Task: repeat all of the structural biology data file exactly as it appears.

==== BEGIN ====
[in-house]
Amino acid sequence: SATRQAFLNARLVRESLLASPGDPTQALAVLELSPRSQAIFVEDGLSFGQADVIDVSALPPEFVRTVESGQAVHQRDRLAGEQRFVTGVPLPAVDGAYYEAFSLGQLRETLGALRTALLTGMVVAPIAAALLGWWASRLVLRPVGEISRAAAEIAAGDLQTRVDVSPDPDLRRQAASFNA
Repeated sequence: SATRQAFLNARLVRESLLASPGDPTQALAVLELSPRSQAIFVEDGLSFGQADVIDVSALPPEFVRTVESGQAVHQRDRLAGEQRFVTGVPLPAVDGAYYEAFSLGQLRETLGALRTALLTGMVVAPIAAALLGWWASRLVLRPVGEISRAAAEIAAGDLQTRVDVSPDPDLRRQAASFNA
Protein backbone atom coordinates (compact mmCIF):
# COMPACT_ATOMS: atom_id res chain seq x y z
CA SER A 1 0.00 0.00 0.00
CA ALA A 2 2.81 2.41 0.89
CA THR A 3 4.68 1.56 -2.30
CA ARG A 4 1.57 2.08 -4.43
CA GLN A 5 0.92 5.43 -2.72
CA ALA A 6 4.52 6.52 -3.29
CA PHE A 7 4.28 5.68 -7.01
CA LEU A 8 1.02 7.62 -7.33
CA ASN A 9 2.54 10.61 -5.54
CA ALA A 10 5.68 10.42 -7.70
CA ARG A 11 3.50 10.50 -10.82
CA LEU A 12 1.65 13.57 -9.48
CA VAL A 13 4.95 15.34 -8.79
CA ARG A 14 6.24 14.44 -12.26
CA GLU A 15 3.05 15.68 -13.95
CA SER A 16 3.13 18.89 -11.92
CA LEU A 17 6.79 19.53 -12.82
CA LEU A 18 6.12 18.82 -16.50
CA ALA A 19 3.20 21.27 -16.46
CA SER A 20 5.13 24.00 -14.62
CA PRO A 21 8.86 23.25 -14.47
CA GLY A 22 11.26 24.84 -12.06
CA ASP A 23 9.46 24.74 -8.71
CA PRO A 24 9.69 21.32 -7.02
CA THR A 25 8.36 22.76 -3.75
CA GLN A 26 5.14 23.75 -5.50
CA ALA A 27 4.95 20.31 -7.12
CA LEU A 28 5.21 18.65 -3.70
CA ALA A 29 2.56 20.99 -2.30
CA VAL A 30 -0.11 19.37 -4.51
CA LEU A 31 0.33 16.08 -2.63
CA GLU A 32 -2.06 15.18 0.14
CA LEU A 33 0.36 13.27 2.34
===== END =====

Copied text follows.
[in-house]
Amino acid sequence: SATRQAFLNARLVRESLLASPGDPTQALAVLELSPRSQAIFVEDGLSFGQADVIDVSALPPEFVRTVESGQAVHQRDRLAGEQRFVTGVPLPAVDGAYYEAFSLGQLRETLGALRTALLTGMVVAPIAAALLGWWASRLVLRPVGEISRAAAEIAAGDLQTRVDVSPDPDLRRQAASFNA
Repeated sequence: SATRQAFLNARLVRESLLASPGDPTQALAVLELSPRSQAIFVEDGLSFGQADVIDVSALPPEFVRTVESGQAVHQRDRLAGEQRFVTGVPLPAVDGAYYEAFSLGQLRETLGALRTALLTGMVVAPIAAALLGWWASRLVLRPVGEISRAAAEIAAGDLQTRVDVSPDPDLRRQAASFNA
Protein backbone atom coordinates (compact mmCIF):
# COMPACT_ATOMS: atom_id res chain seq x y z
CA SER A 1 0.00 0.00 0.00
CA ALA A 2 2.81 2.41 0.89
CA THR A 3 4.68 1.56 -2.30
CA ARG A 4 1.57 2.08 -4.43
CA GLN A 5 0.92 5.43 -2.72
CA ALA A 6 4.52 6.52 -3.29
CA PHE A 7 4.28 5.68 -7.01
CA LEU A 8 1.02 7.62 -7.33
CA ASN A 9 2.54 10.61 -5.54
CA ALA A 10 5.68 10.42 -7.70
CA ARG A 11 3.50 10.50 -10.82
CA LEU A 12 1.65 13.57 -9.48
CA VAL A 13 4.95 15.34 -8.79
CA ARG A 14 6.24 14.44 -12.26
CA GLU A 15 3.05 15.68 -13.95
CA SER A 16 3.13 18.89 -11.92
CA LEU A 17 6.79 19.53 -12.82
CA LEU A 18 6.12 18.82 -16.50
CA ALA A 19 3.20 21.27 -16.46
CA SER A 20 5.13 24.00 -14.62
CA PRO A 21 8.86 23.25 -14.47
CA GLY A 22 11.26 24.84 -12.06
CA ASP A 23 9.46 24.74 -8.71
CA PRO A 24 9.69 21.32 -7.02
CA THR A 25 8.36 22.76 -3.75
CA GLN A 26 5.14 23.75 -5.50
CA ALA A 27 4.95 20.31 -7.12
CA LEU A 28 5.21 18.65 -3.70
CA ALA A 29 2.56 20.99 -2.30
CA VAL A 30 -0.11 19.37 -4.51
CA LEU A 31 0.33 16.08 -2.63
CA GLU A 32 -2.06 15.18 0.14
CA LEU A 33 0.36 13.27 2.34